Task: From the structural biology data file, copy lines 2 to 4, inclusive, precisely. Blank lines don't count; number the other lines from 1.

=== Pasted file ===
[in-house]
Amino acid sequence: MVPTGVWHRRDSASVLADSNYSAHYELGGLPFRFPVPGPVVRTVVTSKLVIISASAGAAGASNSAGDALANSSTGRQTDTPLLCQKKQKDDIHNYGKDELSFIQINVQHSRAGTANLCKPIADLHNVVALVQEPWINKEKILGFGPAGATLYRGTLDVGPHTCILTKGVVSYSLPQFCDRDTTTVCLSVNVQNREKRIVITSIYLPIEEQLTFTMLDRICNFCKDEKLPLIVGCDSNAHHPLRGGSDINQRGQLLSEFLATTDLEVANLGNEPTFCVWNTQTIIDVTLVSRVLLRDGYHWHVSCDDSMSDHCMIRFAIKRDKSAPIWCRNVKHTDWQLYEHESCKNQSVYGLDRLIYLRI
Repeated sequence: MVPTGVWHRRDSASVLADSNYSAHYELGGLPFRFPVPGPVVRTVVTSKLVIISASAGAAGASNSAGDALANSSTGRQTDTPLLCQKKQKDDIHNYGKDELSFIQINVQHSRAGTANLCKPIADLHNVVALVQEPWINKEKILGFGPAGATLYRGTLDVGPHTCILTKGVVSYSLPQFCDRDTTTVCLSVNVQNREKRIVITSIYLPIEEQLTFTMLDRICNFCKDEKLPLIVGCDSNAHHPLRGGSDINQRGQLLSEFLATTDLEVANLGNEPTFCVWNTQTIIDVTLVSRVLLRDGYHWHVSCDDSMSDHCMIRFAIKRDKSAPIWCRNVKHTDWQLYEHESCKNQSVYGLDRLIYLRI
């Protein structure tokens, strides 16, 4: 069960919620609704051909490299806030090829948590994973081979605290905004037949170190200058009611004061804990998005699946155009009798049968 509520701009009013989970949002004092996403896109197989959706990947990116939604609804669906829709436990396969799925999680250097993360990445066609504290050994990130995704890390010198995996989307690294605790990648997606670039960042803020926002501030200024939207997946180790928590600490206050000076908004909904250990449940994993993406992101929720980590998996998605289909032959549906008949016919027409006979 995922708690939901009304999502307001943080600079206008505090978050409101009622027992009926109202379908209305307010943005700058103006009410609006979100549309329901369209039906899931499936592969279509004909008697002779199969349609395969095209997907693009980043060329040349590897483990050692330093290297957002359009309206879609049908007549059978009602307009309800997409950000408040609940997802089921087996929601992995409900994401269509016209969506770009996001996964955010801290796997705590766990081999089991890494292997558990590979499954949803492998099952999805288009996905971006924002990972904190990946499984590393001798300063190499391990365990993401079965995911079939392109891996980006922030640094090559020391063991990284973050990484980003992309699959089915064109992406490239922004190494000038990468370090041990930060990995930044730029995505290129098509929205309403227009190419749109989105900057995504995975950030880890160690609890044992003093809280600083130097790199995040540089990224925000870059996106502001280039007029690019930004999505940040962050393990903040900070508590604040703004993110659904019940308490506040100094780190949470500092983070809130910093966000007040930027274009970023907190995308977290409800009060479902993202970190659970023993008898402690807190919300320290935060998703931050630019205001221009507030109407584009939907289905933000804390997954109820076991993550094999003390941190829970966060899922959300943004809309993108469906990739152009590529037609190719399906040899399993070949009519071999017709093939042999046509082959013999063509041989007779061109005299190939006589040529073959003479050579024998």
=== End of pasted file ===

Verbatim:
Amino acid sequence: MVPTGVWHRRDSASVLADSNYSAHYELGGLPFRFPVPGPVVRTVVTSKLVIISASAGAAGASNSAGDALANSSTGRQTDTPLLCQKKQKDDIHNYGKDELSFIQINVQHSRAGTANLCKPIADLHNVVALVQEPWINKEKILGFGPAGATLYRGTLDVGPHTCILTKGVVSYSLPQFCDRDTTTVCLSVNVQNREKRIVITSIYLPIEEQLTFTMLDRICNFCKDEKLPLIVGCDSNAHHPLRGGSDINQRGQLLSEFLATTDLEVANLGNEPTFCVWNTQTIIDVTLVSRVLLRDGYHWHVSCDDSMSDHCMIRFAIKRDKSAPIWCRNVKHTDWQLYEHESCKNQSVYGLDRLIYLRI
Repeated sequence: MVPTGVWHRRDSASVLADSNYSAHYELGGLPFRFPVPGPVVRTVVTSKLVIISASAGAAGASNSAGDALANSSTGRQTDTPLLCQKKQKDDIHNYGKDELSFIQINVQHSRAGTANLCKPIADLHNVVALVQEPWINKEKILGFGPAGATLYRGTLDVGPHTCILTKGVVSYSLPQFCDRDTTTVCLSVNVQNREKRIVITSIYLPIEEQLTFTMLDRICNFCKDEKLPLIVGCDSNAHHPLRGGSDINQRGQLLSEFLATTDLEVANLGNEPTFCVWNTQTIIDVTLVSRVLLRDGYHWHVSCDDSMSDHCMIRFAIKRDKSAPIWCRNVKHTDWQLYEHESCKNQSVYGLDRLIYLRI
């Protein structure tokens, strides 16, 4: 069960919620609704051909490299806030090829948590994973081979605290905004037949170190200058009611004061804990998005699946155009009798049968 509520701009009013989970949002004092996403896109197989959706990947990116939604609804669906829709436990396969799925999680250097993360990445066609504290050994990130995704890390010198995996989307690294605790990648997606670039960042803020926002501030200024939207997946180790928590600490206050000076908004909904250990449940994993993406992101929720980590998996998605289909032959549906008949016919027409006979 995922708690939901009304999502307001943080600079206008505090978050409101009622027992009926109202379908209305307010943005700058103006009410609006979100549309329901369209039906899931499936592969279509004909008697002779199969349609395969095209997907693009980043060329040349590897483990050692330093290297957002359009309206879609049908007549059978009602307009309800997409950000408040609940997802089921087996929601992995409900994401269509016209969506770009996001996964955010801290796997705590766990081999089991890494292997558990590979499954949803492998099952999805288009996905971006924002990972904190990946499984590393001798300063190499391990365990993401079965995911079939392109891996980006922030640094090559020391063991990284973050990484980003992309699959089915064109992406490239922004190494000038990468370090041990930060990995930044730029995505290129098509929205309403227009190419749109989105900057995504995975950030880890160690609890044992003093809280600083130097790199995040540089990224925000870059996106502001280039007029690019930004999505940040962050393990903040900070508590604040703004993110659904019940308490506040100094780190949470500092983070809130910093966000007040930027274009970023907190995308977290409800009060479902993202970190659970023993008898402690807190919300320290935060998703931050630019205001221009507030109407584009939907289905933000804390997954109820076991993550094999003390941190829970966060899922959300943004809309993108469906990739152009590529037609190719399906040899399993070949009519071999017709093939042999046509082959013999063509041989007779061109005299190939006589040529073959003479050579024998």